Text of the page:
This stretch of the river was once home to the Royal Court, and is known as the Valley of the Kings due to the preponderance of breathtaking ch�teaux that were built during the Renaissance by the aristocracy. The river brought prosperity to the historical province of Anjou, and this is a quality the river still possesses as today it is a huge draw for tourism. A boat trip along its tranquil waters is a great way to enjoy the verdant surroundings and see some of the stunning castles. There are so many extraordinary buildings here that it is hard to single any out. Angers castle is well worth a visit for several reasons, including the beautiful gardens and, inside, the remarkable Apocalypse Tapestry, which portrays scenes from the Book of Revelations, as depicted through the medium of needlecraft.
The imposing ch�teau at Saumur, meanwhile, glowers from under its witch-hat towers over the surrounding countryside. Starting life in the 10th century, it has seen many fortifications and much rebuilding over the intervening centuries, not to mention many big-name owners, including Louis IX. Today, it houses several museums, including the utterly spellbinding Museum of Toys. While in Saumur, the epic labyrinth of troglodyte caves is well worth a visit. Some are now restaurants and bars, while some are even used as homes. A far cry from castle splendour maybe, but an intriguing option for a home nonetheless.
The Loire Valley is also known as the Garden of France and the landscapes provide a beautiful backdrop to the mighty ch�teaux. There are forests and woodlands to explore to the north, brightly coloured fields of flowers in the Authion valley and, of course, celebrated vineyards. Such is the variety of the Loire’s terroir (that peculiarly Gallic concept of a combination of factors including soils and climate) that many of the world’s most renowned grapes are grown here, including Sauvignon Blanc, Chenin Blanc and Cabernet Franc. Cointreau was also created in the area, and has been produced at St-Barthelemy-d’Anjou since 1849.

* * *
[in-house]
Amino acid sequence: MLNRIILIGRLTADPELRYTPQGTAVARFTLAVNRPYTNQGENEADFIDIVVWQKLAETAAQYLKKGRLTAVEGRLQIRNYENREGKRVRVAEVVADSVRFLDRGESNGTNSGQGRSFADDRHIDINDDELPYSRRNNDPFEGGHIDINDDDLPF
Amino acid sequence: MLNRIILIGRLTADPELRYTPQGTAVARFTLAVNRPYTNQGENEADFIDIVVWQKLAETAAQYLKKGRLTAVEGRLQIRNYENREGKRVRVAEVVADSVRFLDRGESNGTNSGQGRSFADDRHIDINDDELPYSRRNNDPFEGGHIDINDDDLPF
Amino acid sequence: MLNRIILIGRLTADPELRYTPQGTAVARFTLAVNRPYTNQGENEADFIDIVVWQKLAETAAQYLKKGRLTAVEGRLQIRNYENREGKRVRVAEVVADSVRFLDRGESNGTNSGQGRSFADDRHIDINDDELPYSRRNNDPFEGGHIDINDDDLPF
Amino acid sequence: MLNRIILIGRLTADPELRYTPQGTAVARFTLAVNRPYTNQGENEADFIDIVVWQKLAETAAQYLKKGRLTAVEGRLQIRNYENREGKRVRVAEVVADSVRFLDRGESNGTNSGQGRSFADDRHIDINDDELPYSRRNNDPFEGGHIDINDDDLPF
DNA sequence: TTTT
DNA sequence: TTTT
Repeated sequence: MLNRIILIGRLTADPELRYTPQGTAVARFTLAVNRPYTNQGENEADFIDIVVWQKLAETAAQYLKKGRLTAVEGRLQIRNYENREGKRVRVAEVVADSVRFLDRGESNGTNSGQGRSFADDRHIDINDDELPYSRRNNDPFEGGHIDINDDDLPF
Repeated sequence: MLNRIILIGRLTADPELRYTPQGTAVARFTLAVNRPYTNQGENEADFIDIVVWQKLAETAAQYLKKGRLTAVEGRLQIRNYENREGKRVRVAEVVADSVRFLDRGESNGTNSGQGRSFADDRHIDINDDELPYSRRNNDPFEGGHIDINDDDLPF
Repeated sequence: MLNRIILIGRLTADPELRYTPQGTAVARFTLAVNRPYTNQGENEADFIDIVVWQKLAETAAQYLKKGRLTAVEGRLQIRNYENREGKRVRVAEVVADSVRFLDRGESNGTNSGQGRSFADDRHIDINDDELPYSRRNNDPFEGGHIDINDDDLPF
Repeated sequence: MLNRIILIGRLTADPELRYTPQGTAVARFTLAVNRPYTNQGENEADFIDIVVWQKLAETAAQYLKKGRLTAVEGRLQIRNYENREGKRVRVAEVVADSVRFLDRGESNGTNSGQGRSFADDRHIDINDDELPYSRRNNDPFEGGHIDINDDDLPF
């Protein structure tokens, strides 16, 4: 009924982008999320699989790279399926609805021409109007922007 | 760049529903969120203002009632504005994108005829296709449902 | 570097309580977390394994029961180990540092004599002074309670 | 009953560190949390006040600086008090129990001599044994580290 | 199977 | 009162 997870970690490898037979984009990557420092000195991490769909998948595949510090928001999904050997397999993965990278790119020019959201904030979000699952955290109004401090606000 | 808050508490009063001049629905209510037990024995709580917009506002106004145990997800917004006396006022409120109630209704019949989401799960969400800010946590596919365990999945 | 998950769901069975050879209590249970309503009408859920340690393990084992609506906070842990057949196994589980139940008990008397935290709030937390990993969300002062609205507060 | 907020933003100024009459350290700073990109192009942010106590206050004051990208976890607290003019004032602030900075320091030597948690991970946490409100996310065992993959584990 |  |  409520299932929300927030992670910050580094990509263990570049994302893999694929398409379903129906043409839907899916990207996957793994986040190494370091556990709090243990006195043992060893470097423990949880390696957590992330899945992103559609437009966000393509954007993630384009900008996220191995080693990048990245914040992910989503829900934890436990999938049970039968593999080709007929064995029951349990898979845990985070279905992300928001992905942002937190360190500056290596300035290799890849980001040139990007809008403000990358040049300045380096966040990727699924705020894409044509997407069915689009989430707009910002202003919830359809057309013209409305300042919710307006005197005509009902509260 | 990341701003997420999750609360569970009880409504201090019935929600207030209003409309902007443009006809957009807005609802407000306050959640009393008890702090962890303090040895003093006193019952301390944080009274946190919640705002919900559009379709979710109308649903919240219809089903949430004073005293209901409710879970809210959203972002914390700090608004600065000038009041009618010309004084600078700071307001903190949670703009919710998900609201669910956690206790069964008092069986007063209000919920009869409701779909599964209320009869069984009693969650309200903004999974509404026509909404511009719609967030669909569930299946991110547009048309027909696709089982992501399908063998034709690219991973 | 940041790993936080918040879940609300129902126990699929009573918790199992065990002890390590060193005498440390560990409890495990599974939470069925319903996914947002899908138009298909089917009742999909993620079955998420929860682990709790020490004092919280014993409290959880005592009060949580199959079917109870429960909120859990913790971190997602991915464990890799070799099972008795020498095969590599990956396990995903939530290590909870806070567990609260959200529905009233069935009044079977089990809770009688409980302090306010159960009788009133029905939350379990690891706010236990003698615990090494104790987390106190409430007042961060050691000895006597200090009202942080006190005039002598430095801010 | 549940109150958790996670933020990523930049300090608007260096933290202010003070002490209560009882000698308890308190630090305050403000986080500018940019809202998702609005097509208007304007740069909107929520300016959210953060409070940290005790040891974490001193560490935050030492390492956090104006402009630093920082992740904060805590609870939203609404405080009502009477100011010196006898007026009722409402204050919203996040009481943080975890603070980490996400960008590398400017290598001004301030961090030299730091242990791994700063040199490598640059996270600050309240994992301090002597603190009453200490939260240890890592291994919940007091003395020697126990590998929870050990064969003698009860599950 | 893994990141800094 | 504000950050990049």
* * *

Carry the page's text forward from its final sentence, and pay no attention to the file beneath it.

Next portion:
Fish from the river is used in many dishes, as are the many vegetables – I particularly love the asparagus and the turnips here – that are grown in the verdant countryside. Eating clafoutis, a cake made with the locally grown cherries, is a moment I still pine for, while there are also many cheeses produced in the area. Game and charcuterie are also rich and diverse here.
Back to nature
The Loire Valley itself supports a rich ecosystem of flora and fauna, and this is a trait that expands across the whole region. Indeed, there is a great choice of nature parks in Pays de la Loire.
Bri�re Regional Nature Park, just over 30 miles from Nantes, is the second largest marsh in France. It is an eerie, Tolkeinesque landscape of reed beds, canals, wetland bogs and islands. There are 3,000 thatched cottages in the area (cycling through the park is a great way to see them and is, for me, a must). The marshes also support a diverse array of wildlife, including muskrat, otter, polecat and salamanders.
The Normandy-Maine Regional Nature Park encompasses 235,000 hectares that span two departments of Normandy as well as Mayenne and Sarthe in the Loire Valley. There is a huge array of landscapes here, such as hills, moorland and forests, and it can all be explored via a large network of marked paths and bridleways. There is a great diversity of wildlife too but again, as in Bri�re, there is a fascinating human history to soak up. As well as the headline-grabbing ch�teaux and manors, there are the quieter, but no less compelling stories, such as the many examples of ancestral traditions that are practised here, including hemp and flax growing, and weaving.
Then there’s the Loire-Anjou-Touraine Regional Nature Park, which is, quite possibly, my favourite. The Puys du Chinonais, which are to be found here, rise some 30 metres above the ground and are home to many examples of flora and fauna usually found in the Mediterranean, due to the fact that they absorb a huge amount of sunshine. For an avowed twitcher such as myself, the prospect of seeing birds such as hoopoes and Bonelli’s warblers, which you’d usually have to travel much further south to view, is profoundly exciting. Ospreys can also be found here, as can many rare flowers, such as the psychedelic bee orchid.
The department of Vend�e, meanwhile, shares the Marais-Poitevin with the neighbouring region of Poitou-Charentes. Known as La Venice Verte (or the Green Venice), this is a verdant latticework of canals, fens and marshland. Taking a boat trip down this surreal aquatic maze is (I’ve said it before, I know) a thoroughly magical experience. You get completely lost in the moment as you paddle these ancient waterways, where the overhanging trees create the impression of travelling through emerald tunnels that take you back to another time... and, indeed, to another world.